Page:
SARA HUBBS

Now. Hear. This.
I recently gave up my studio in Brooklyn to make art from home and prepare for the arrival of our first child. I have always considered “place” in my work as I have moved from growing up in the Sonoran desert and the suburban sprawl of Phoenix to dense cities along the East and West Coasts.  At eight-months pregnant, my body has changed a lot, and as I experience the movements of my baby, I imagine “place” as something completely different for her. Insulated and contained, the womb only allows her abstractions; muffled sounds, partial lights, and erratic movements. The instinct to care for her in her little world translates into a strong desire to care for my own home, to clean-out and make comfortable, drawing me far from the fast and needy city. Yet, at the same time, I look for ways to maintain my social connections and friendships and for ways to make visible the ties between our child’s life and the place where my husband and I both grew up, and where our families live.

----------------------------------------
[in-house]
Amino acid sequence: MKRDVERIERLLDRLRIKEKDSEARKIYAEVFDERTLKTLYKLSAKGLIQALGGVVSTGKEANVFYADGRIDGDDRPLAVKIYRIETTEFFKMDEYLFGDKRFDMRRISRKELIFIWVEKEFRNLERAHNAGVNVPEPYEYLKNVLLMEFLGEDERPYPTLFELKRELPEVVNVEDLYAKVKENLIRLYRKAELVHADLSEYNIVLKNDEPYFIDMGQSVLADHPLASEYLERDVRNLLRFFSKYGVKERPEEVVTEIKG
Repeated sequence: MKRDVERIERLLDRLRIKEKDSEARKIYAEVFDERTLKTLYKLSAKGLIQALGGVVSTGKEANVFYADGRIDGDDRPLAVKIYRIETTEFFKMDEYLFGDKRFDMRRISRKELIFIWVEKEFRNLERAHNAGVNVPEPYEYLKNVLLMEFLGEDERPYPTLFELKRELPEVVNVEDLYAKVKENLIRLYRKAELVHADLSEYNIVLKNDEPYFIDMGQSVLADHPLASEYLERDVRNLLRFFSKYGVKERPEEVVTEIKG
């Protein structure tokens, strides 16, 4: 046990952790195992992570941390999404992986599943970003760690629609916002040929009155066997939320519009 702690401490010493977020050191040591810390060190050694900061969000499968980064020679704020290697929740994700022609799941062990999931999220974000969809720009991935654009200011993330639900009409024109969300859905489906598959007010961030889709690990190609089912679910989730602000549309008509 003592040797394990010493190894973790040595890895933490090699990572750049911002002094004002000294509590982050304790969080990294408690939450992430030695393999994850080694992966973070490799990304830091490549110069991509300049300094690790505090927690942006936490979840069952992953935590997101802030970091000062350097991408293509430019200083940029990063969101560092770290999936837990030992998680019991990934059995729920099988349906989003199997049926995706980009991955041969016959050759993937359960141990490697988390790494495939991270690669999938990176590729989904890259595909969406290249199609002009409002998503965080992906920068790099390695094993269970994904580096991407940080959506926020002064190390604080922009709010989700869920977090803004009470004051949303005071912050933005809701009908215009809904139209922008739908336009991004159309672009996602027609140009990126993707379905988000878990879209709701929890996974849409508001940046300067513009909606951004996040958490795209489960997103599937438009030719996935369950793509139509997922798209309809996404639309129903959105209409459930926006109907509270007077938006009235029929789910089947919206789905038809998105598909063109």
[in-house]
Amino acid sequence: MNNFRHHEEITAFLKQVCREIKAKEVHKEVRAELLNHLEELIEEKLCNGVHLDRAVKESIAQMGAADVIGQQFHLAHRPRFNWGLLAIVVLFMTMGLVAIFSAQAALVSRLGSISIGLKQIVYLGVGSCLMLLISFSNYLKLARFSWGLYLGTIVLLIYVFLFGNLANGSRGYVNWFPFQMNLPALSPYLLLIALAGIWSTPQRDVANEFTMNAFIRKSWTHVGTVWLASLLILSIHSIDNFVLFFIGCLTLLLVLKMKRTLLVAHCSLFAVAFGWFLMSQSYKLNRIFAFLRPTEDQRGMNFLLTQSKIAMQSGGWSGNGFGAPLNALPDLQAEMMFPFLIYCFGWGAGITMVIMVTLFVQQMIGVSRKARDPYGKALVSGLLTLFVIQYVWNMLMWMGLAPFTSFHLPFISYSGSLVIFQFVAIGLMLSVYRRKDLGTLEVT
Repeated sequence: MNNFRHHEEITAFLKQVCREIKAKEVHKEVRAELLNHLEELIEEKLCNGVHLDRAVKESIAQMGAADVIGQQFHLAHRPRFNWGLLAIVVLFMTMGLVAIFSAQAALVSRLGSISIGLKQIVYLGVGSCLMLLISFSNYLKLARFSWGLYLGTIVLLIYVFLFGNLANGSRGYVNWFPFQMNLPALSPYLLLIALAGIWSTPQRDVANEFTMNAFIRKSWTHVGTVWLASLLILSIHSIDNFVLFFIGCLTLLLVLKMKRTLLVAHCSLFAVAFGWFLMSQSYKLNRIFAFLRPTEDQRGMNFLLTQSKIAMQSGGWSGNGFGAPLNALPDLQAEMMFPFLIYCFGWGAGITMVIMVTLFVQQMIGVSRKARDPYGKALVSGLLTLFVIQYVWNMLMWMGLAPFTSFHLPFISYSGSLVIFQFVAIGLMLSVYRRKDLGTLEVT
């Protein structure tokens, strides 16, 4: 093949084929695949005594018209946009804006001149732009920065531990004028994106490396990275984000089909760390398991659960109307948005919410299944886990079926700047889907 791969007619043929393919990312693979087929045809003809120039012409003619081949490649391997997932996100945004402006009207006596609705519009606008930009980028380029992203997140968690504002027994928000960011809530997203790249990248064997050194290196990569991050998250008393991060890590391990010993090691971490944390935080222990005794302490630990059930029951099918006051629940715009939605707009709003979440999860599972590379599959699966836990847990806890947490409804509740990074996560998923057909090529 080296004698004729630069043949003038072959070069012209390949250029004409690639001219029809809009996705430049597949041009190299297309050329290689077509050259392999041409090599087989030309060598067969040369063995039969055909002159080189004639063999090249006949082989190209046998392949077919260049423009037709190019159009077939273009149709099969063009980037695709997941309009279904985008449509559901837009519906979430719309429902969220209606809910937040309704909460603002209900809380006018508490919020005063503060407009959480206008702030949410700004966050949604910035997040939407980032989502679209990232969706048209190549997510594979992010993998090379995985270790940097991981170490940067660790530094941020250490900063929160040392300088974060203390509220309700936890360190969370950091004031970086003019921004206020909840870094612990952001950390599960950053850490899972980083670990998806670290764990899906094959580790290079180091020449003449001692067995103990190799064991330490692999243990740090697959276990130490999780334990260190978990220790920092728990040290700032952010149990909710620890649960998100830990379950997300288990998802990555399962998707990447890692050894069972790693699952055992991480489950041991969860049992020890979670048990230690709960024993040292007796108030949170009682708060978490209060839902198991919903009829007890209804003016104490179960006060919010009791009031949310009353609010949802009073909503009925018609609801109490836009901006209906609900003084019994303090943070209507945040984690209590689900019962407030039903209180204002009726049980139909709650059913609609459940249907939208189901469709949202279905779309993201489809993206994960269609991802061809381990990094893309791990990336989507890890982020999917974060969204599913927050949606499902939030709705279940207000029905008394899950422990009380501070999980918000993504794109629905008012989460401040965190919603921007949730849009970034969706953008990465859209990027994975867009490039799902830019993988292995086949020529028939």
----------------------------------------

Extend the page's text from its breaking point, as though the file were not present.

For this project I photographed decaying areas of New York City: paint peeling in the subways, layers of dirt and grime in the streets. I isolated one image from the series and recreated multiple wall hangings out of discarded household items and packing materials. Resembling a human profile, the old towels, t-shirts, and intimates as well as cardboard, stained carpet and joint compound, create a wallpaper-like, decorative pattern. The meaning and history of this image and of the discarded materials are recontextualized by the interiority and intimacy of the space. A sense of the tangible and the intangible becomes visible and the process of defining who we are and what we see, both concrete and ambiguous, takes shape.